You are currently browsing the archives for the Illustrated Maps News category.

Archive for the ‘Illustrated Maps News’ Category

Visual Clutter and Maps

 :: Posted by admin on 01-04-2013

If you’ve ever attempted to read a geological map, you’ve probably noticed how difficult they are to understand. The traditional way of displaying the topographic base on a geological map involves a lot of detail, color, and clutter.
In recent years, cartographers have attempted to improve the readability of geological maps. It has been found that having a large number of point symbols can greatly hinder the reader’s ability to quickly perform common map-reading tasks. Having a lot of line symbols can also cause problems, but these are not as severe a hindrance.
The importance of color is also difficult to deny. Symbols that are coded by color, or by color and texture, are easier to find than symbols coded by texture alone. For long term recall, texture coding appears to be slightly more effective, but the difficulty in picking up textures on a map outweighs this benefit.
Typography is also important. Bigger text, lower-case lettering, and a sans-serif typeface all contribute to the readability of place names. These design elements are commonly found in illustrated maps, and are now becoming the design elements of choice in street maps and geological maps too.
Geological maps need to be accurate, so the abstraction offered by many illustrated maps would not be helpful. However, geological maps are highly specialist tools, and not something that the average tourist would ever need to make use of, unless they were going hiking, climbing, or orienteering.
Simplifying geological maps so that they serve the purpose of the reader (for example, highlighting only major landmarks and attractions or facilities that the reader would be looking for) is a good idea. In this, cartographers can learn from the designers of illustrated maps. However, going to the next level of abstraction and removing elevation lines and other important information would be a bad idea.

Satire in Illustrated maps

 :: Posted by admin on 12-01-2012

Many illustrated maps are serious in nature. Some are designed as artistic items, some historic illustrated maps have a religious significance, and some modern ones are simply playful, clear illustrations that are designed to make it easy for visitors to navigate the city they are visiting, or the festival that’s currently happening.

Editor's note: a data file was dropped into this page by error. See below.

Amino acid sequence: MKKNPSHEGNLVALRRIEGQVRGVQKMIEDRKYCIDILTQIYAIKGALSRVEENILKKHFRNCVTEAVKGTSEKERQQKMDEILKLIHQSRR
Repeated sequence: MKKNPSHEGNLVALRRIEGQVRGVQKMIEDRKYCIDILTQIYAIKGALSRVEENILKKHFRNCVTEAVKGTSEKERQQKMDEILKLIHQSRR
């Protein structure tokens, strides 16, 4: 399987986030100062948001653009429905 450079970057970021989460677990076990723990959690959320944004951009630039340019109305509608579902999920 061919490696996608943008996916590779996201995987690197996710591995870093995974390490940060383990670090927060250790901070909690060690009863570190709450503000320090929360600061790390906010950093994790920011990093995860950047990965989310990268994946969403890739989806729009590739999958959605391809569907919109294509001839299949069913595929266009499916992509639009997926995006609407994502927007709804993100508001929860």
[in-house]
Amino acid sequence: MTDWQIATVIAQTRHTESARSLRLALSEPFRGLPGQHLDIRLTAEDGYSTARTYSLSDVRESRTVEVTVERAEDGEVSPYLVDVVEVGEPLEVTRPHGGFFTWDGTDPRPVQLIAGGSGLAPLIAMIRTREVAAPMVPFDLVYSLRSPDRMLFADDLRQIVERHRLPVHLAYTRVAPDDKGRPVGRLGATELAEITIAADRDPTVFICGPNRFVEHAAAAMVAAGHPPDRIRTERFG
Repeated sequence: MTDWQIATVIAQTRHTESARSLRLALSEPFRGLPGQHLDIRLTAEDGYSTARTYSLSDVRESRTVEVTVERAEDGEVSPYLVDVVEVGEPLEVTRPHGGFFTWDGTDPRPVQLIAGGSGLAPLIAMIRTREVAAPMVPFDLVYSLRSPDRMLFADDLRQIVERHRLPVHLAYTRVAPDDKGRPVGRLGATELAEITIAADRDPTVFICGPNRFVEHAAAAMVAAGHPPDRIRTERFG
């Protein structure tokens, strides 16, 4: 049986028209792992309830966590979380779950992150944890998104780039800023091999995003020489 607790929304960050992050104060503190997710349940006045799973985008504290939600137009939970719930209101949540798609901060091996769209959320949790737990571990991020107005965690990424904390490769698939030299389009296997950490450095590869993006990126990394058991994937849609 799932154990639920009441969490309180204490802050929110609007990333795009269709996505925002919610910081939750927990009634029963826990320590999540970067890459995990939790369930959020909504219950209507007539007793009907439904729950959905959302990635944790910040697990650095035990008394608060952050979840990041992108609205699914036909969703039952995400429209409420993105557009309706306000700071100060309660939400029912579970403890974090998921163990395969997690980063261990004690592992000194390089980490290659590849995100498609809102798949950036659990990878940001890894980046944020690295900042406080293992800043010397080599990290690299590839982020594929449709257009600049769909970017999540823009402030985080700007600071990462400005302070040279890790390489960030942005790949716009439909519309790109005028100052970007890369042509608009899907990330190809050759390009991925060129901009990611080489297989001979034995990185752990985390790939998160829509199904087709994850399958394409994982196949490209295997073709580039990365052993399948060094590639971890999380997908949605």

Some maps, however, have a more interesting purpose. Satire artist Fred W. Rose put together an interesting satirical cartoon map which laid out the status of Europe in 1877. That year was an incredibly volatile one for European politics. Rose’s map takes a traditional geographical map of Europe, and uses that as a framework for his satire.
At first glance, it looks like a normal map. Individual countries are colored in Red, green, orange, and yellow, and it’s easy enough to identify the countries by sight. The names of the countries are also provided.
What makes this map a satire is the way that he has merged anthropomorphic and zoomorphic maps. The countries are drawn vaguely in their own shape, but altered slightly so that they represent political figures and mythical animals.
An octopus is used to represent Russia, with tentacles reaching out to grab other countries. Turkey is depicted in national dress, aiming a pistol at the Octopus. Hungary is shown as being ready for a fight, but Austria is attempting to hold it back. Germany’s Emperor Wilhelm I is looking away from the conflict, but has a stockpile of ammunition ready, just in case. French general Patrice de MacMahon is depicted with a canon pointed at Germany, ready and waiting for the opportunity to avenge its defeat in the recent war.
The illustrations in this map are amazingly powerful. So powerful, in fact, that Japan made use of this particular illustration more than 20 years later as a propaganda image to win the support of Europe in their war.

Illustrated Festival Maps – Sanam Luang

 :: Posted by admin on 09-02-2012

Sanam Luang in Bangkok, Thailand, is home to the Thailand Kite Festival. Vasuphon Sanpanich has created a gorgeous illustrated map of the festival. The map shows local landmarks, and gives an overview of the area where the festival is held.
Information about the festival is written in the area around the main park on the map, highlighting that it’s the Traditional Sport of Thailand, and that the celebration involves song, prayer, and the Royal Ploughing ceremony.
The map shows quite clearly what happens at the festival. Participants can be seen flying kites, taking part in prayers, playing games, and enjoying other festivities. The map has a hand-drawn appearance, with bright colours and cartoonish people that are somewhat reminiscent of characters from The Simpsons.
As an example of how an illustrated map could work as an advertisement, Sanpanich’s work is outsanding. The message presented is that the festival is fun for all the family, with plenty of things for people of all ages to enjoy.
The water areas are represented by the familiar two-tone waves that are commonly used in modern illustrated maps. The Royal Garden is lined with bushes, and the vehicles on the road are abstracted just like children’s toys.
Abstraction is an important part of all illustrated campus maps. When a map is made too detailed, it becomes difficult to look at, and if you’re trying to get across a general point, such as “The Royal Garden will be home to a festival, where many activities will take place”, then that point is lost in the details. It takes an incredibly skilled artist to be able to find the perfect balance between abstraction, aesthetics, and clarity.
The only thing that could be considered to be missing from this particular map is a smaller traditional map that explains how a visitor could get to the Royal Garden.